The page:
An ABT member writes during a time of transition—
This year has seen us taking the final steps to launch out and begin our involvement in Old Testament Bible translation in Africa.
We recently returned from a few months of language study in France. Looking back, we can see that God really paved the way for us. We were especially privileged to have the opportunity to stay with a French couple in a small country village. Their two grown children lived next door with their young children. Also the couple’s aged parents lived on the same property. So that meant regular interaction with four generations. We had separate living quarters, but ate many meals together and interacted throughout the day—all in French! Our hosts were so patient with us as we struggled to express ourselves, and they would often help us to understand words and concepts. We also took the bus to town every day for classes at a language institute.
However, as helpful as classroom instruction can be, it is only one piece of the language learning process. We also got important practice in daily life situations ranging from simple to complex, such as buying groceries, chatting with the neighbors, or discussing theology with our host family over dinner. We also had opportunities to share our faith with our classmates who come from many different countries.
Culture is an inextricably connected piece of language learning. It's not just about memorizing words and grammar and language structure, but about knowing in what situations those words may be used and to whom they should be addressed. For example, in French there is a formal way to speak that would be appropriate in addressing your employer or the mayor of your town, but would sound very stiff and out of place when talking to close friends. It's also helpful to have people who will tell you when you transgress a cultural norm. Once we were preparing a salad for supper and were making it the way we always do in the States—tearing the lettuce with our hands. When our host observed what we were doing, he informed us that it is considered very rude to do that in France. The proper way is to cut the lettuce with scissors!
The alpine scenery in the French countryside was breathtaking! We marveled daily at the beauty of God's creation surrounding us there. Some of our ancestors came from a part of Switzerland that is just over 100 miles northeast of that part of France. The question often came to our minds: "Now how could anyone possibly leave such a incredible place?" Even as we gazed on the alpine beauty, we already knew the answer. No, it's not that they wanted to leave. But after decades of relentless persecution they were deported by the Swiss Reformed authorities because of their commitment to baptize only believing individuals and their refusal to baptize infants. Seeing the beautiful scenery around us reminded us of one aspect of the high price they were willing to pay for their commitment to follow Jesus and stay true to their Biblical convictions. Contrast that with the rich young ruler who owned much but was unwilling to let go of it (Matthew 19:16- 22). Jesus essentially told him, "There's only One who is good (and you are connecting me to Him). But if you actually believe that I here speaking to you am representing Him, then show that you take God seriously—by letting go of your property and following me." Do I say I know that Jesus stepped from heaven into earth and yet fail to take His words seriously enough to act upon them?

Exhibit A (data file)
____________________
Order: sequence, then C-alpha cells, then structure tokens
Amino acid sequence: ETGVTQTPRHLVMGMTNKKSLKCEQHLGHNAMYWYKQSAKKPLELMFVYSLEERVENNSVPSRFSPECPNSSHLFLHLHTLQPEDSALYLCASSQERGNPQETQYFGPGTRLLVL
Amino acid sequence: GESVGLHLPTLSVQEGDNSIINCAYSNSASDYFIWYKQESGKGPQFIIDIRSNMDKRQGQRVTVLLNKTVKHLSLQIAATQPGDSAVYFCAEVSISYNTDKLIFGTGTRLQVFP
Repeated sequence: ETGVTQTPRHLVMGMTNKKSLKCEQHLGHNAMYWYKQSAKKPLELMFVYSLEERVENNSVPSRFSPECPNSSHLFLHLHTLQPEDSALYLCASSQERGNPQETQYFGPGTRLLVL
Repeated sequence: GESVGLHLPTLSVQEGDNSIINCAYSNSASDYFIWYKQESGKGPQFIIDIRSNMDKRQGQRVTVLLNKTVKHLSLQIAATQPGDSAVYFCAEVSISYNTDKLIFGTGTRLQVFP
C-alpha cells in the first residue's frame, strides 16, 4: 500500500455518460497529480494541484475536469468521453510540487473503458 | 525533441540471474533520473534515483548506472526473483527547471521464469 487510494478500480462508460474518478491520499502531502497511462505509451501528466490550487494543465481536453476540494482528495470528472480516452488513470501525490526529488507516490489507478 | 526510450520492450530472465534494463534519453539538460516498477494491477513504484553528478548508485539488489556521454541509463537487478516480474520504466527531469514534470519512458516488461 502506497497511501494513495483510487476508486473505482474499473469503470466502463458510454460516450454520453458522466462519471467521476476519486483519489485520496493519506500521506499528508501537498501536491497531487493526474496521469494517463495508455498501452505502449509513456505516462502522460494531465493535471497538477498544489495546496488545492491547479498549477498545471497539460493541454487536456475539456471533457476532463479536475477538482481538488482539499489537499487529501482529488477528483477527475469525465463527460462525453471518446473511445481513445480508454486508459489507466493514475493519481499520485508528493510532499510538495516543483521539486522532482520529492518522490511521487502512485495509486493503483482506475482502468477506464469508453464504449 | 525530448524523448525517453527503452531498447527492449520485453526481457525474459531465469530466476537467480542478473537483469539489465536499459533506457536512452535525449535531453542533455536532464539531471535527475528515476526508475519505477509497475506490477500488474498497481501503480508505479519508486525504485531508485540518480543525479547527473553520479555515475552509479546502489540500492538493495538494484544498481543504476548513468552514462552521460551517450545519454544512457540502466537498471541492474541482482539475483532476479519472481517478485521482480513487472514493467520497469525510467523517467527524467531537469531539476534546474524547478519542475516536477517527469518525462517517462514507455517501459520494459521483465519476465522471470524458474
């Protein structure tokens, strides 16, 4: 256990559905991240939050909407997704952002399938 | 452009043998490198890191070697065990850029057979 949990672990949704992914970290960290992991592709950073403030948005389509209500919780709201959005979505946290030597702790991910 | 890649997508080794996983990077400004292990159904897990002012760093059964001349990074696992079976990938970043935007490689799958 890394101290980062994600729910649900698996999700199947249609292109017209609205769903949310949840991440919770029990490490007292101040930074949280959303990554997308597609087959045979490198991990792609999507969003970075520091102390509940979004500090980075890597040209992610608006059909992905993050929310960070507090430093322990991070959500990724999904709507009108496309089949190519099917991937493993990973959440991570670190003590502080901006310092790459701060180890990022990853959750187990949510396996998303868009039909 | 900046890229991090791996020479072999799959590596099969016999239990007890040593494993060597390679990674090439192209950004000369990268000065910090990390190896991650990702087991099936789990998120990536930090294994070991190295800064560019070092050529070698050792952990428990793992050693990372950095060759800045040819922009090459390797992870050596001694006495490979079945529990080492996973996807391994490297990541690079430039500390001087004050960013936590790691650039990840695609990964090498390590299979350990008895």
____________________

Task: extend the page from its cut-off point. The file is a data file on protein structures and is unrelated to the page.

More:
With our time in France behind us, our thoughts have turned towards heading to West Africa. Ministering cross-culturally takes preparation as well as investment of time and effort. Pray that God would continue to guide us through the obstacles and give us the patience and perseverance needed to advance the Gospel.